A High Court Judge yesterday ruled that BT must now block access to the website Newzbin2 – a site that provides links to pirated films. But is this the right way to tackle illegal downloading?
This ruling, which is in favour of the Motion Pictures Association, comes over a year after the High Court ordered Newzbin2 to take down all illegal content and pay damages to the relevant film studios. The site then went into administration and avoided having to pay damages, before appearing online again, running anonymously from Sweden.
There is no doubt in my mind that it is essential that copyright holders are protected by law – without this, the creative industries would surely suffer and, as a result, so would we. But what is the best way to combat illegal file sharing?
Is blocking people from accessing this online content a disproportionate response?
Give me a warning
Under the controversial Digital Economy Act, which BT and Talk Talk have unsuccessfully tried to halt, ISPs are required to send warning letters to internet users who rights holders claim to be illegally downloading copyrighted content from file sharing sites.
This seems to be a sensible enough approach. If you were illegally downloading files, you’d get a letter from your ISP telling you that they know what you are doing and ask you to stop. If you persist then you could face ‘technical measures’, including the slowing or blocking of access to the net.
But would that approach actually stop persistent illegal file sharers using sites such as Newzbin2? Surely they will just wait until they receive their second warning letter and then switch to a different ISP?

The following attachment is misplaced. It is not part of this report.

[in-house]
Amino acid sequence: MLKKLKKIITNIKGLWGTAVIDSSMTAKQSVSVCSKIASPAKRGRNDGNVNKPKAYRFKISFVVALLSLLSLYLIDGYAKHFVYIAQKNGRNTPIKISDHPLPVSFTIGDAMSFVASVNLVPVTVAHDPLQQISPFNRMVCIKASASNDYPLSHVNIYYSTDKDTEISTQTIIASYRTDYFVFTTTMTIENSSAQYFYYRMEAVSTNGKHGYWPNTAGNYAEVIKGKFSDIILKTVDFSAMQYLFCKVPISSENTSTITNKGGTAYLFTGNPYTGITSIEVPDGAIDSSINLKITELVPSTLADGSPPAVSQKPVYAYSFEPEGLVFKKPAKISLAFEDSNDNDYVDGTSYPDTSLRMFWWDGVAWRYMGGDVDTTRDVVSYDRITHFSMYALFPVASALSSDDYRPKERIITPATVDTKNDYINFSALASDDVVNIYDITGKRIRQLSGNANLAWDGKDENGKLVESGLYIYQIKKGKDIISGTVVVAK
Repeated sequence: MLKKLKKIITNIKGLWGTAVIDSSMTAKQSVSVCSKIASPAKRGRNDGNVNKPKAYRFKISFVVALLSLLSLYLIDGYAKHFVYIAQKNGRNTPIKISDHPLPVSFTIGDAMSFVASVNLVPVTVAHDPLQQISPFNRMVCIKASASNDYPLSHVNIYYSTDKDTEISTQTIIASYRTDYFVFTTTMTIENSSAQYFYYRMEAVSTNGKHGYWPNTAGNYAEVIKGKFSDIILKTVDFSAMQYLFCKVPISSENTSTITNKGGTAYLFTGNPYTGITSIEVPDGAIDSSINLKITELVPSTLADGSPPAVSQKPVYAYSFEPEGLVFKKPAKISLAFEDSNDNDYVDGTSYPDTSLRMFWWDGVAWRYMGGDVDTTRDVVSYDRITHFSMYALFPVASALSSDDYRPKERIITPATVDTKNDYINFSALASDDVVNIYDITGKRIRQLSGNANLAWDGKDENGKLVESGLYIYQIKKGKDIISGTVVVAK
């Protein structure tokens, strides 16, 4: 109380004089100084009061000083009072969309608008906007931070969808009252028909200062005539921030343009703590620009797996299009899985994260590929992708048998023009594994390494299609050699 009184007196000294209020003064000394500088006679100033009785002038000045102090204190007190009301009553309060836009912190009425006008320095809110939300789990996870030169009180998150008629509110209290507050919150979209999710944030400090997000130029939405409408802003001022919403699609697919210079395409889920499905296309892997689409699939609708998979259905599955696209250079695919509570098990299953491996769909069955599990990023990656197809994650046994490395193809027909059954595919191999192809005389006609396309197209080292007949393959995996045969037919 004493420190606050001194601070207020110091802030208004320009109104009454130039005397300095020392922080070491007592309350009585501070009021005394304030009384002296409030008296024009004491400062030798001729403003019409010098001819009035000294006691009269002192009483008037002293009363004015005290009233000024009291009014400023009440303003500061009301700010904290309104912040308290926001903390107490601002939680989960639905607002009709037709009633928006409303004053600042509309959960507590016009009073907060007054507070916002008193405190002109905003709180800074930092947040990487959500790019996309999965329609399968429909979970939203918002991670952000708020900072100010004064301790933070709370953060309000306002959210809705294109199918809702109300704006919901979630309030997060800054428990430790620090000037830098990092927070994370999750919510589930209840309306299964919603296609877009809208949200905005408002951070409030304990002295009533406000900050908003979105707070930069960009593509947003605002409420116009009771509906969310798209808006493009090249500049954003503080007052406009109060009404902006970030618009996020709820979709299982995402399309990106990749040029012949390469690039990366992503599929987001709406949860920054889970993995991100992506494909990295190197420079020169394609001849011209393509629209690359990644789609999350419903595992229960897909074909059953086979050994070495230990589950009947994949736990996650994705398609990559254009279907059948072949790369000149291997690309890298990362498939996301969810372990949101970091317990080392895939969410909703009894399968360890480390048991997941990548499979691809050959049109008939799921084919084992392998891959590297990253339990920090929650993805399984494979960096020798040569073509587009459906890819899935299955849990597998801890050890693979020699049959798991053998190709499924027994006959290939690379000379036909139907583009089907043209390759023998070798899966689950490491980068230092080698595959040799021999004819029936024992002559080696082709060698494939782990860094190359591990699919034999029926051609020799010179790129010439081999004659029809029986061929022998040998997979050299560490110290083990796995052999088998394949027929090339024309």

Censoring the internet?
On the other hand, asking ISPs to block access to content feels like a dangerous path to tread in relation to censorship and net neutrality. Not everyone feels this way, with Lord Puttnam, president of the Film Distributors Association commenting:
‘Finally, it seems we have a way to deal with rogue sites which will benefit the film industry including UK independent distributors and, more broadly, the entire creative sector.’
Personally, I think the best way to stop a large chunk of the illegal file sharing that currently goes on, and in doing so protect the incomes of our creative industries, is for these industries to ensure that cost-effective legal alternatives to this content is available for download.
Restrictive licensing of films, TV shows and music serves to fuel the use of illegal sites, as people who really want to see that film or listen to that track may feel that they’re left with no option but to illegally download it.
Is blocking websites the right way to tackle illegal downloading?
No (60%, 220 Votes)
Yes (28%, 101 Votes)
I don't know (12%, 45 Votes)
Total Voters: 366